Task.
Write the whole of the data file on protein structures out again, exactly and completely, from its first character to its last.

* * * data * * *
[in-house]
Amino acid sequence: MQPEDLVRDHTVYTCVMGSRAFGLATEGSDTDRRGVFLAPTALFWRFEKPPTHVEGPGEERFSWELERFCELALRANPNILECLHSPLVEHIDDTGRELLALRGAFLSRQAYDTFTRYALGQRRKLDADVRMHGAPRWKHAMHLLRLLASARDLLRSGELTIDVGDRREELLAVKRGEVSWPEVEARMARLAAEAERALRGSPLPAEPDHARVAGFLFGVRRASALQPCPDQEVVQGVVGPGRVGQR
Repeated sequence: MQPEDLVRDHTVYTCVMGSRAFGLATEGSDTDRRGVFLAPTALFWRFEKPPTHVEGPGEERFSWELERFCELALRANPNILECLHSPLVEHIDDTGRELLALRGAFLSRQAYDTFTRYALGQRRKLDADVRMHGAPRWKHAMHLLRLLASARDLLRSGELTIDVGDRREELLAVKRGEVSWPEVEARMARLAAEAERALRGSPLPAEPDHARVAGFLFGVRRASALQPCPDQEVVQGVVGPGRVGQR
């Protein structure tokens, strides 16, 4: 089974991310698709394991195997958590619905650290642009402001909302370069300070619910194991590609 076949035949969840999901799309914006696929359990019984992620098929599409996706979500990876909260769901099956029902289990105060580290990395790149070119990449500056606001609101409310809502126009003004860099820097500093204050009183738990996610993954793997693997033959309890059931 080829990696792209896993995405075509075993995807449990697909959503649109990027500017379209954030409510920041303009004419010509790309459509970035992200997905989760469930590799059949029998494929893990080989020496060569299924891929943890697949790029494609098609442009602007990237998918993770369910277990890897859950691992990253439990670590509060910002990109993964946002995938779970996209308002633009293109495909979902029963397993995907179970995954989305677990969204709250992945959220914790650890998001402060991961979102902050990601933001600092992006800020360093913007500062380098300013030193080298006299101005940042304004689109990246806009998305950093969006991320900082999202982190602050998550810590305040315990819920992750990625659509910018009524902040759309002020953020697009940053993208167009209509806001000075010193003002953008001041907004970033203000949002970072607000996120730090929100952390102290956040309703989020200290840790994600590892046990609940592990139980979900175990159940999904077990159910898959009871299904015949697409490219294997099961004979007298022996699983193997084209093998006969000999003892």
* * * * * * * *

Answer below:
[in-house]
Amino acid sequence: MQPEDLVRDHTVYTCVMGSRAFGLATEGSDTDRRGVFLAPTALFWRFEKPPTHVEGPGEERFSWELERFCELALRANPNILECLHSPLVEHIDDTGRELLALRGAFLSRQAYDTFTRYALGQRRKLDADVRMHGAPRWKHAMHLLRLLASARDLLRSGELTIDVGDRREELLAVKRGEVSWPEVEARMARLAAEAERALRGSPLPAEPDHARVAGFLFGVRRASALQPCPDQEVVQGVVGPGRVGQR
Repeated sequence: MQPEDLVRDHTVYTCVMGSRAFGLATEGSDTDRRGVFLAPTALFWRFEKPPTHVEGPGEERFSWELERFCELALRANPNILECLHSPLVEHIDDTGRELLALRGAFLSRQAYDTFTRYALGQRRKLDADVRMHGAPRWKHAMHLLRLLASARDLLRSGELTIDVGDRREELLAVKRGEVSWPEVEARMARLAAEAERALRGSPLPAEPDHARVAGFLFGVRRASALQPCPDQEVVQGVVGPGRVGQR
């Protein structure tokens, strides 16, 4: 089974991310698709394991195997958590619905650290642009402001909302370069300070619910194991590609 076949035949969840999901799309914006696929359990019984992620098929599409996706979500990876909260769901099956029902289990105060580290990395790149070119990449500056606001609101409310809502126009003004860099820097500093204050009183738990996610993954793997693997033959309890059931 080829990696792209896993995405075509075993995807449990697909959503649109990027500017379209954030409510920041303009004419010509790309459509970035992200997905989760469930590799059949029998494929893990080989020496060569299924891929943890697949790029494609098609442009602007990237998918993770369910277990890897859950691992990253439990670590509060910002990109993964946002995938779970996209308002633009293109495909979902029963397993995907179970995954989305677990969204709250992945959220914790650890998001402060991961979102902050990601933001600092992006800020360093913007500062380098300013030193080298006299101005940042304004689109990246806009998305950093969006991320900082999202982190602050998550810590305040315990819920992750990625659509910018009524902040759309002020953020697009940053993208167009209509806001000075010193003002953008001041907004970033203000949002970072607000996120730090929100952390102290956040309703989020200290840790994600590892046990609940592990139980979900175990159940999904077990159910898959009871299904015949697409490219294997099961004979007298022996699983193997084209093998006969000999003892």